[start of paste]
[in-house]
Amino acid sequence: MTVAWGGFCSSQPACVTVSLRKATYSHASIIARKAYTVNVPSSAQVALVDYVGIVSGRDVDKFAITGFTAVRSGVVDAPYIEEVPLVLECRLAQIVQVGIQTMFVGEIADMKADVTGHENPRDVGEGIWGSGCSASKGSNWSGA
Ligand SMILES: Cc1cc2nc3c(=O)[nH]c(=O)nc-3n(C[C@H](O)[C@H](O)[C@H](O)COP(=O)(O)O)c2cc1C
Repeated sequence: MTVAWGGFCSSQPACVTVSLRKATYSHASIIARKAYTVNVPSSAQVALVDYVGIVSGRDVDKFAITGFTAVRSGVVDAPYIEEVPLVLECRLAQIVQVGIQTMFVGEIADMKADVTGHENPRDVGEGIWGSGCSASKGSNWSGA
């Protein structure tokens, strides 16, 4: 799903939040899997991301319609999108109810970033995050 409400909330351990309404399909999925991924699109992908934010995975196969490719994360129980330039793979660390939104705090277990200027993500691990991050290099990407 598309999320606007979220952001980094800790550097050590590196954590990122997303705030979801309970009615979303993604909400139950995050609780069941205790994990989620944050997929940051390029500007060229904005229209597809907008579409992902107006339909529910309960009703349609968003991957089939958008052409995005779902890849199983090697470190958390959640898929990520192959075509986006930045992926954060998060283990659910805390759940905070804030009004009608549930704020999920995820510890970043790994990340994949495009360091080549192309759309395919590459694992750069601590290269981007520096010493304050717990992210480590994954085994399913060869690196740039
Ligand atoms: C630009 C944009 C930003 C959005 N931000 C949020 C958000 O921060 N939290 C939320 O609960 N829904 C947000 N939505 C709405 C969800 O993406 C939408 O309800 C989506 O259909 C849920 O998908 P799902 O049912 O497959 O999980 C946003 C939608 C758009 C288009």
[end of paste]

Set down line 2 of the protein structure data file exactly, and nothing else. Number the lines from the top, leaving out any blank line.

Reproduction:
Amino acid sequence: MTVAWGGFCSSQPACVTVSLRKATYSHASIIARKAYTVNVPSSAQVALVDYVGIVSGRDVDKFAITGFTAVRSGVVDAPYIEEVPLVLECRLAQIVQVGIQTMFVGEIADMKADVTGHENPRDVGEGIWGSGCSASKGSNWSGA